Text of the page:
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Article
April 19, 1995

Predictors for Failure of Pneumocystis carinii Pneumonia Prophylaxis

Author Affiliations

The Johns Hopkins University School of Public Health, Baltimore, Md; Howard Brown Memorial Clinic, Northwestern University Medical School, Chicago, Ill; University of California, Los Angeles, Center for Health Sciences; University of Pittsburgh (Pa), Graduate School of Public Health and School of Medicine; Data Coordinating Center: The Johns Hopkins School of Public Health, Baltimore, Md; National Institute of Allergy and Infectious Diseases, Bethesda, Md; National Cancer Institute, Bethesda, Md
From The Johns Hopkins University, School of Public Health, Baltimore, Md (Drs Saah and Hoover and Ms Peng); Northwestern University School of Medicine, Chicago, Ill (Dr Phair); University of California, Los Angeles, School of Public Health (Dr Visscher); University of Pittsburgh (Pa), Graduate School of Public Health (Dr Kingsley); and the National Institute of Allergy and Infectious Diseases, Division of AIDS, Bethesda, Md (Dr Schrager).

JAMA. 1995;273(15):1197-1202. doi:10.1001/jama.1995.03520390057033
Abstract

Objective.  —To identify clinical and epidemiological factors associated with failure of Pneumocystis carinii pneumonia (PCP) prophylaxis in those receiving primary and secondary prophylaxis.

Design.  —Longitudinal cohort study of participants infected with human immunodeficiency virus type 1 in the Multicenter AIDS Cohort Study who used PCP prophylaxis regimens after their T-helper lymphocyte counts had decreased to less than 0.200×109/L (200/μL).

Main Outcome Measure.  —Occurrence or recurrence of PCP.

Results.  —A total of 476 participants reported taking one or more of the following regimens: trimethoprim-sulfamethoxazole (TMP-SMX), dapsone, and/or aerosolized pentamidine—367 as primary prophylaxis and 109 as secondary prophylaxis after a previous episode of PCP. A total of 92 (20%) developed PCP despite prophylaxis. The mean failure rates per person-year of follow-up were 16.0% for those receiving primary prophylaxis and 12.1% for those receiving secondary prophylaxis (P=.19). Median times to death after initiation of primary or secondary prophylaxis were 2.0 and 1.2 years, respectively. The main predictor for failure of PCP prophylaxis was profound T-helper lymphocytopenia; 86% of failures occurred after T-helper cell counts decreased to less than 0.075×109/L and 76% occurred after counts decreased to less than 0.050×109/L. In multivariate time-dependent analysis, when compared with counts between 0.100×109/L and 0.200×1009/L, the risk ratio for failure with counts less than 0.050×109/L was 2.90 (P<.001). Once T-helper cell counts were considered, fever was the only other health status indicator that predicted subsequent PCP (ie, a time-dependent risk ratio of 2.22; P=.01). Use of TMP-SMX as the prophylaxis regimen was protective but did not eliminate failure (ie, a time-dependent risk ratio of 0.55; P=.03).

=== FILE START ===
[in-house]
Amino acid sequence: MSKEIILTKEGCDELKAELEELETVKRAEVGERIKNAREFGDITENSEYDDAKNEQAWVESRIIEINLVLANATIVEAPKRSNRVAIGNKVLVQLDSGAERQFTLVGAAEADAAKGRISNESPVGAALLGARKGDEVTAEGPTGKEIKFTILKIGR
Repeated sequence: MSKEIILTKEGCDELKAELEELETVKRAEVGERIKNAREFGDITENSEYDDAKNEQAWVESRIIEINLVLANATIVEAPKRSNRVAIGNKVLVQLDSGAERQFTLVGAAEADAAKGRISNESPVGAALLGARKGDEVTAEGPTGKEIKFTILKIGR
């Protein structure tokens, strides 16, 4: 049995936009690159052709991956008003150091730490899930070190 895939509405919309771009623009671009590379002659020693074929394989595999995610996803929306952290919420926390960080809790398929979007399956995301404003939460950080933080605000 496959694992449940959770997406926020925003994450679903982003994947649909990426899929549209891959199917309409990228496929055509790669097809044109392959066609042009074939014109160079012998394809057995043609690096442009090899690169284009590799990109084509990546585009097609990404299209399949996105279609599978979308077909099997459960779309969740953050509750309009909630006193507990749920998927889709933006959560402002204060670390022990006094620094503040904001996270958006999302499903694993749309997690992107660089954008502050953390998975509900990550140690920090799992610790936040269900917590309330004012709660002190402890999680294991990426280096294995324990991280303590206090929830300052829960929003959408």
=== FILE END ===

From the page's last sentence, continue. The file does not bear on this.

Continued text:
Conclusions.  —These findings strongly support identifying improved methods of PCP prophylaxis once T-helper cell counts decrease to less than 0.075×109/L or 0.100×109/L. Given this severe degree of immunosuppression, an inherently more effective regimen against P carinii is required.(JAMA. 1995;273:1197-1202)

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